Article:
Business as Usual at Davos

In a statement released ahead of the World Economic Forum meeting in Davos in January, the leaders of the world’s major financial institutions made a remarkable ‘admission of sorts’. They recognised that the policies of austerity that they have been forcing on governments across the world carry serious risks and on their own, are not likely to work. In stead, they are calling for governments to adopt policies that will boost jobs, tackle inequality, and green the global economy.

Note who made this call, Christine Lagarde of the International Monetary Fund, Robert Zoellick of the World Bank and Pascal Lamy of the World Trade Organisation. They were joined by the heads of eight other multinational and regional organisations including the World Health Organisation, the International Labour Organisation, and the UN World Food Programme.

The people who have forced governments to adopt austerity cuts with the claim that they were necessary to ‘solve the global economic crisis’ have woken up to the fact that such cuts, unequally applied across society as they are, risk damaging social cohesion, and as they say, lead to ‘negative economic and social consequences.’ They are now calling on governments to reappraise their aggressive deficit reduction programmes appealing to them to apply what they call ‘fiscal consolidation’ in a ‘socially responsible manner.’

Of course this is not an open admission of guilt or a full recognition that the austerity packages were misguided. To do that would risk destabilising those governments that have, with varying degrees of enthusiasm, adopted such policies. Rather than execute the necessary U-turn and encourage Governments to start investing in the green economy, they want to see public-private financial partnerships to generate the investment they see as necessary to secure economic growth. In other words, they want to see private companies given access to what remains of the public coffers. Their focus remains on public sector finances and they fail to acknowledge that it was corporate and private sector debt driven by the needs of the consumer economy that precipitated the crisis. They fail to see that the private investor needs a strong ‘steer’ from Governments’ own investment programmes. They think that pious calls to all to play fair by the rules of globalisation to secure ‘growth’ will avert the bigger crisis that most new recognise is yet to come.

It would appear from reports that the World Economic Forum was itself dominated by concerns for the Euro-zone and public finances, and who was throwing the best parties. Here the real business of Davos was conducted, deals made that would make the rich richer, and projects floated that would further deplete the world stock of natural capital, and that would continue to leave millions of people desperate for the basic means of survival.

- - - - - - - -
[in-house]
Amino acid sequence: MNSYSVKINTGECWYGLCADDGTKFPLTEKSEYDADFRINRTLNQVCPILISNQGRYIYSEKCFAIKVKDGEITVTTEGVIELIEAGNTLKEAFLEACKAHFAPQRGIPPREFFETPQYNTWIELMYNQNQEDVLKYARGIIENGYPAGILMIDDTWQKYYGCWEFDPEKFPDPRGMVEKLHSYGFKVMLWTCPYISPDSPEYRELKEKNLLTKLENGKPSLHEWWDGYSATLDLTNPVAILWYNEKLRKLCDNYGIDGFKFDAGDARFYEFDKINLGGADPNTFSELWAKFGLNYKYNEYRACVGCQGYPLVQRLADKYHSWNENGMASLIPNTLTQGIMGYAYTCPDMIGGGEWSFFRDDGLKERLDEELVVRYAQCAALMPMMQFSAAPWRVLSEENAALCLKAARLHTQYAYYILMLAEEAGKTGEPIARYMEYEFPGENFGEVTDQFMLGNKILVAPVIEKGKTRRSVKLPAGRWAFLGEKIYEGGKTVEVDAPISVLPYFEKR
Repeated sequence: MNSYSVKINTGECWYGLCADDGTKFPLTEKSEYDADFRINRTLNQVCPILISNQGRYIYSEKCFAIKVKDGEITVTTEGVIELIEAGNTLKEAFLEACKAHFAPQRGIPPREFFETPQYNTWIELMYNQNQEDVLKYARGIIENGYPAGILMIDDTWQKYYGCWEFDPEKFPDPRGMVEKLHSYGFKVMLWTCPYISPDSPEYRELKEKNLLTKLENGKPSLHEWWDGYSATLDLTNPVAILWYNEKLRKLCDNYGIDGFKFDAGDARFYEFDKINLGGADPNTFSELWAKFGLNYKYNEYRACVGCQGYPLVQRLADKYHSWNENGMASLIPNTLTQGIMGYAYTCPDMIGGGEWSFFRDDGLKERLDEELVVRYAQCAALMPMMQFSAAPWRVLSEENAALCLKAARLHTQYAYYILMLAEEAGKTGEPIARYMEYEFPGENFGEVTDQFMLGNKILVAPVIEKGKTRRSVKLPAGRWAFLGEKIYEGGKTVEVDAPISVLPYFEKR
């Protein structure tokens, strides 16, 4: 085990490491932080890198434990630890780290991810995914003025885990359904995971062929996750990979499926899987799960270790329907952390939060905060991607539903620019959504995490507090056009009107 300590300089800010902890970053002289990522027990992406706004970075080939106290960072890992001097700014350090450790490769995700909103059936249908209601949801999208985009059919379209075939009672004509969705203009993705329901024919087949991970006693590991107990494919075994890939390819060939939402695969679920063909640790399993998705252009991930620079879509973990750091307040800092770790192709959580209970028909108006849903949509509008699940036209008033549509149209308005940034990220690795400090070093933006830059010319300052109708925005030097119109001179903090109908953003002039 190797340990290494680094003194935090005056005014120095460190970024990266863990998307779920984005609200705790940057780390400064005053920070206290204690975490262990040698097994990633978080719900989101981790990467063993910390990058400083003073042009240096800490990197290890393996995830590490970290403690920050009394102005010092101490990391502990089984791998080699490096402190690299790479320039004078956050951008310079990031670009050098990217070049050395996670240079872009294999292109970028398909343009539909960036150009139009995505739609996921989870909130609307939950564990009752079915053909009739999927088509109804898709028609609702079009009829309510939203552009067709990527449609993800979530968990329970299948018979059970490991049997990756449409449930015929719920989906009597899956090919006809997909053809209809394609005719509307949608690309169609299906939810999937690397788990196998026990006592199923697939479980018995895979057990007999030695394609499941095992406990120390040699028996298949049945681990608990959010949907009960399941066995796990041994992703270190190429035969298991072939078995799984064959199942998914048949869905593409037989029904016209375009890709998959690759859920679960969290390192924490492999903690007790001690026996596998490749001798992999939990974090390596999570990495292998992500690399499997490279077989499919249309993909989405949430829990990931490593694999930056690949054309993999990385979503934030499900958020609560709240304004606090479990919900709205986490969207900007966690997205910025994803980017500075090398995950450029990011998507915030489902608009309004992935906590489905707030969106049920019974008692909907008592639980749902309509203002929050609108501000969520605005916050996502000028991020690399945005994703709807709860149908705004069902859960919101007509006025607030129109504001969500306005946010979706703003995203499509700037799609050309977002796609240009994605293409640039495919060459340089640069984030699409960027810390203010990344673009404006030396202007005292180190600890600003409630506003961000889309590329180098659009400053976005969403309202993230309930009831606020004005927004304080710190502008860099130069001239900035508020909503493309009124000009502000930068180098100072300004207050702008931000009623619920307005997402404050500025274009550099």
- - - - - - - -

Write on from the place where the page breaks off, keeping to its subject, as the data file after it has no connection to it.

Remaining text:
The Davos jamboree is a sham, it will not find solutions because it is a product of the problem with its exclusivity and shameful conspicuous consumerism. It has nothing new to offer and its only idea is ‘growth’ demonstrating how still economists fail to grasp the fact that the Earth is round not flat. If Christine and her colleagues are serious about equality and greening the global economy, they are wasting their time and damaging their digestive systems at Davos.

But in truth, Davos isn’t about finding solutions, despite the pious ‘statement’. It’s about power. About ensuring that the economic power that underpins political power is held firmly in private hands. It is about ensuring that by the time policy comes to the floor of democratically elected parliaments, it is already decided – like the austerity packages. Better solutions are available, and if they were implemented the economy would respond – because the economy isn’t the problem, it is the means to deliver the agreed programme. At the present, the agreed programme is private wealth and the control of global power. Davos Man may be starting to recognise that climate change, mass unemployment, water, food and energy shortages are a threat to his world, but he is not prepared to do anything effective to counter them, he prefers to fiddle with the economy while the world heats up.

Once again, it is down to us, the affected majority, to take things forward, each of us taking small steps, a myriad of small steps globally creating an unstoppable forward momentum. Once again world leadership, this time in the guise of the World Economic Forum, has failed us.

[Mike Shipley, February 2012]

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